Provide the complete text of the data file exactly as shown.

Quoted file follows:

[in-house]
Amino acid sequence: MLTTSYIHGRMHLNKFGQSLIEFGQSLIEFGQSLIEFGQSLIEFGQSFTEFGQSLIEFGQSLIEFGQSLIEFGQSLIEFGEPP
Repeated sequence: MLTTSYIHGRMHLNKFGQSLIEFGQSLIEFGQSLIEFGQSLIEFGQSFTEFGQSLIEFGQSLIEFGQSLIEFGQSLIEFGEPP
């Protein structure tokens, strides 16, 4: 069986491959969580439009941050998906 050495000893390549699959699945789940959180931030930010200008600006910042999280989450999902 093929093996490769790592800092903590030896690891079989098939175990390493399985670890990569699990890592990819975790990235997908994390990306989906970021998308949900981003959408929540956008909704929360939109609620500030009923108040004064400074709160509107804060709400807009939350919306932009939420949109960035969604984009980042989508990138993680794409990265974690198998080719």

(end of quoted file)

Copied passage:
[in-house]
Amino acid sequence: MLTTSYIHGRMHLNKFGQSLIEFGQSLIEFGQSLIEFGQSLIEFGQSFTEFGQSLIEFGQSLIEFGQSLIEFGQSLIEFGEPP
Repeated sequence: MLTTSYIHGRMHLNKFGQSLIEFGQSLIEFGQSLIEFGQSLIEFGQSFTEFGQSLIEFGQSLIEFGQSLIEFGQSLIEFGEPP
């Protein structure tokens, strides 16, 4: 069986491959969580439009941050998906 050495000893390549699959699945789940959180931030930010200008600006910042999280989450999902 093929093996490769790592800092903590030896690891079989098939175990390493399985670890990569699990890592990819975790990235997908994390990306989906970021998308949900981003959408929540956008909704929360939109609620500030009923108040004064400074709160509107804060709400807009939350919306932009939420949109960035969604984009980042989508990138993680794409990265974690198998080719």